In addition to its effect on California’s breach notification law, AB 1298 expands California’s Confidentiality of Medical Information Act to create a new category of entity subject to its limitations on the use and disclosure of medical information.  More specifically, AB 1298 amends the California Civil Code to provide that any business maintaining medical information for use by individuals or health care providers in managing that information or receiving or providing medical diagnoses or treatment is subject to the general requirements imposed on “providers of health care” by the Confidentiality of Medical Information Act.[7]  Among other things, this amendment subjects such businesses to the civil and criminal penalties prescribed by the Confidentiality of Medical Information Act for improper uses and disclosures of medical information.[8]

AB 1298 also provides that, regardless of the existence of a security freeze, a consumer reporting agency may disclose public record information lawfully obtained from an open public record to the extent otherwise permitted by law.[9]

IV. Preparing for AB 1298

If your company maintains personal information about California residents, you will want to consider taking the following steps before AB 1298 takes effect on January 1, 2008:

A. Identify what types of computerized Medical Information or Health Insurance Information your company maintains, and consider the business reasons for collecting and maintaining this data.  Limiting the collection and retention of protected data helps to reduce the risk and/or magnitude of a potential security breach.

B.  Ensure that Medical Information and Health Insurance Information are protected by the same data security measures applied to other personal information covered by the breach notification laws (such as Social Security numbers and credit card numbers).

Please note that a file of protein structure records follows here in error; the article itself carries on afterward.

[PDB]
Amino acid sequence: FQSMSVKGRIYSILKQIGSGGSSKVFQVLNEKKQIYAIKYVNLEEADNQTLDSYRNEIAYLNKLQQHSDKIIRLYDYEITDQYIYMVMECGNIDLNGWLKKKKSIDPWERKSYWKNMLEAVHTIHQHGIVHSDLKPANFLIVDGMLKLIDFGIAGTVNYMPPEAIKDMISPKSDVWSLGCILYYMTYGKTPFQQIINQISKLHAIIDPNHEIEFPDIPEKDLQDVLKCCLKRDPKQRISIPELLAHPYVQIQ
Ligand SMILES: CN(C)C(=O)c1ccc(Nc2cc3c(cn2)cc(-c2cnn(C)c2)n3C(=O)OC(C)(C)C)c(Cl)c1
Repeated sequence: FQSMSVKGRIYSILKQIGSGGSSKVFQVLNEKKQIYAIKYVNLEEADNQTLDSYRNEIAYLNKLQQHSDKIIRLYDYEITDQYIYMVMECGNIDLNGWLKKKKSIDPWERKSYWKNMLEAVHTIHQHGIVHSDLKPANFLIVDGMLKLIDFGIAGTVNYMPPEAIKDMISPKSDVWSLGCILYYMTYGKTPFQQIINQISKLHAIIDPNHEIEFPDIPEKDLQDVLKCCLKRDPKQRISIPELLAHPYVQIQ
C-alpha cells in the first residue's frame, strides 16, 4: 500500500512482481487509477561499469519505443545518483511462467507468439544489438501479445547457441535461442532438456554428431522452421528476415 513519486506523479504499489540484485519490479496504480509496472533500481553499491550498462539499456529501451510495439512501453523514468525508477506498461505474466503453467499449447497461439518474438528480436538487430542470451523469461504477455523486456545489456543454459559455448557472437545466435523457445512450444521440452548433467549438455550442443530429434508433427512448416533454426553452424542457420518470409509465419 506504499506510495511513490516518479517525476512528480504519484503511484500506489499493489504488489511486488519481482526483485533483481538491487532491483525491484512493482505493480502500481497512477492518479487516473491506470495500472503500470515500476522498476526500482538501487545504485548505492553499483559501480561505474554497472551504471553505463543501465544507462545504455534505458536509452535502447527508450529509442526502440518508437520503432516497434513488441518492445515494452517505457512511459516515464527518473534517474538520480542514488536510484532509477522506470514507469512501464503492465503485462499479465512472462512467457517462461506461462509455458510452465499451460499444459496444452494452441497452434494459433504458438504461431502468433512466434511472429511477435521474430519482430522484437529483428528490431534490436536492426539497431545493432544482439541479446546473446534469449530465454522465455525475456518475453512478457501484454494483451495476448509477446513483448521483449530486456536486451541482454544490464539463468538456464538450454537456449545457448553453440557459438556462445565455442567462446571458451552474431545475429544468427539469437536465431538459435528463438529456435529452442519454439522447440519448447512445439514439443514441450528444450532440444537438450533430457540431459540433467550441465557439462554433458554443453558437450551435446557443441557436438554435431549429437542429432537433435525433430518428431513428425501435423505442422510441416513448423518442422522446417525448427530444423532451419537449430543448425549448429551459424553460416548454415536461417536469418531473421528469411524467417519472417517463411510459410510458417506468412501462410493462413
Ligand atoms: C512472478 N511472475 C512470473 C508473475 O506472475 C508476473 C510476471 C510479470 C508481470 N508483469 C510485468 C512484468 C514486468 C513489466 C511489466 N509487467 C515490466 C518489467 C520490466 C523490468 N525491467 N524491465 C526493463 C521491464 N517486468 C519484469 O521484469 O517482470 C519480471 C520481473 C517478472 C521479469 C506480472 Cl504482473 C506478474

C.  Consider encryption of Medical Information, Health Insurance Information, and other personal information covered by the breach notification laws.  California’s breach notification laws and the majority of other state breach notification laws provide an exemption or “safe harbor” for encrypted data.

D.  Train your human resources personnel, IT personnel, and managers that Medical Information and Health Insurance Information must be handled in the same manner as Social Security numbers and other personal information covered by the breach notification laws.

E.   Update your company’s breach response plan to explain that Medical Information and Health Insurance Information are now covered information.

 


[1] We reported on AB 779 and AB 1298 in our September 27, 2007 update, “Pending Changes to California’s Data Breach Law:  New Burdens for Retailers?” 

[2] See AB 779, Section 1724.4(c) (“This section shall not apply to any person or business subject to Sections 6801 to 6809, inclusive, of Title 15 of the United States Code and state or federal statutes or regulations implementing those sections, if the person or business is subject to compliance oversight by a state or federal regulatory agency with respect to those sections.”).  The cited provisions of the United States Code are found in the Gramm-Leach-Bliley Act, and regulate the disclosure of nonpublic personal information by financial institutions.

[3] The Governor’s veto message 

[4] See California Civil Code Section 1798.82(e).

[5] See AB 1298, amendments to Sections 1798.82(e)(4) and 1798.29(e)(4).

[6] See AB 1298, amendments to Sections 1798.82(e)(5) and 1798.29(e)(5).

[7]AB 1298, amendments to California Civil Code Section 56.06.

[8] AB 1298, amendments to California Civil Code Section 56.06(c).

[9] AB 1298, Cal. Civ. Code 1785.11.2(n).

Close

Feedback

Disclaimer

Unsolicited e-mails and information sent to Morrison & Foerster will not be considered confidential, may be disclosed to others pursuant to our Privacy Policy, may not receive a response, and do not create an attorney-client relationship with Morrison & Foerster. If you are not already a client of Morrison & Foerster, do not include any confidential information in this message. Also, please note that our attorneys do not seek to practice law in any jurisdiction in which they are not properly authorized to do so.